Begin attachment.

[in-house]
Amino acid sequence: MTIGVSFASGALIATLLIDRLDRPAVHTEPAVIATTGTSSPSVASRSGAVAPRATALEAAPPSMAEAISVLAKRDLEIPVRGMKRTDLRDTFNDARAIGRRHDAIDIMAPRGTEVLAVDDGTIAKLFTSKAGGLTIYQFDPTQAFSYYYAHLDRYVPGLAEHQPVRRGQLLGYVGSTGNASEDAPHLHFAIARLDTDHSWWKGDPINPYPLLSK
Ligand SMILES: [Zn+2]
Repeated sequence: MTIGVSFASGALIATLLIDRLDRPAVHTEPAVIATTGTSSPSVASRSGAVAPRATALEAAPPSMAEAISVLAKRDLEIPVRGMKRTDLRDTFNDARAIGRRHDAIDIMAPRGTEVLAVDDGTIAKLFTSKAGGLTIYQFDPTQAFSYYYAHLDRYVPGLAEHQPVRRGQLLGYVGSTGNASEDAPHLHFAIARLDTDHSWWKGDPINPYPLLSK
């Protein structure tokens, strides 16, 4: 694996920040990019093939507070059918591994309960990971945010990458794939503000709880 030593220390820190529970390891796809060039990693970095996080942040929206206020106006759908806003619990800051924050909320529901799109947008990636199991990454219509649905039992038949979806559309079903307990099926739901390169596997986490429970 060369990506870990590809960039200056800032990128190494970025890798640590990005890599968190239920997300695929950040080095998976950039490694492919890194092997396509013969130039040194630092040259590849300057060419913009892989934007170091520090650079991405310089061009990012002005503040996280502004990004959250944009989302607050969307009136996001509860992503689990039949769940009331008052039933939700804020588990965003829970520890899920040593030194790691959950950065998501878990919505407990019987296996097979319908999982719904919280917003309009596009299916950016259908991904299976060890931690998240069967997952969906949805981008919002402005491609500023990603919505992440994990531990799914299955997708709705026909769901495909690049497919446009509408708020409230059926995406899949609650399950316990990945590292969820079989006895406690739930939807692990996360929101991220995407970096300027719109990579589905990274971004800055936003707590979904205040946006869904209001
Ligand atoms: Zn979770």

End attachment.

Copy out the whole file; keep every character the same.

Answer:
[in-house]
Amino acid sequence: MTIGVSFASGALIATLLIDRLDRPAVHTEPAVIATTGTSSPSVASRSGAVAPRATALEAAPPSMAEAISVLAKRDLEIPVRGMKRTDLRDTFNDARAIGRRHDAIDIMAPRGTEVLAVDDGTIAKLFTSKAGGLTIYQFDPTQAFSYYYAHLDRYVPGLAEHQPVRRGQLLGYVGSTGNASEDAPHLHFAIARLDTDHSWWKGDPINPYPLLSK
Ligand SMILES: [Zn+2]
Repeated sequence: MTIGVSFASGALIATLLIDRLDRPAVHTEPAVIATTGTSSPSVASRSGAVAPRATALEAAPPSMAEAISVLAKRDLEIPVRGMKRTDLRDTFNDARAIGRRHDAIDIMAPRGTEVLAVDDGTIAKLFTSKAGGLTIYQFDPTQAFSYYYAHLDRYVPGLAEHQPVRRGQLLGYVGSTGNASEDAPHLHFAIARLDTDHSWWKGDPINPYPLLSK
């Protein structure tokens, strides 16, 4: 694996920040990019093939507070059918591994309960990971945010990458794939503000709880 030593220390820190529970390891796809060039990693970095996080942040929206206020106006759908806003619990800051924050909320529901799109947008990636199991990454219509649905039992038949979806559309079903307990099926739901390169596997986490429970 060369990506870990590809960039200056800032990128190494970025890798640590990005890599968190239920997300695929950040080095998976950039490694492919890194092997396509013969130039040194630092040259590849300057060419913009892989934007170091520090650079991405310089061009990012002005503040996280502004990004959250944009989302607050969307009136996001509860992503689990039949769940009331008052039933939700804020588990965003829970520890899920040593030194790691959950950065998501878990919505407990019987296996097979319908999982719904919280917003309009596009299916950016259908991904299976060890931690998240069967997952969906949805981008919002402005491609500023990603919505992440994990531990799914299955997708709705026909769901495909690049497919446009509408708020409230059926995406899949609650399950316990990945590292969820079989006895406690739930939807692990996360929101991220995407970096300027719109990579589905990274971004800055936003707590979904205040946006869904209001
Ligand atoms: Zn979770």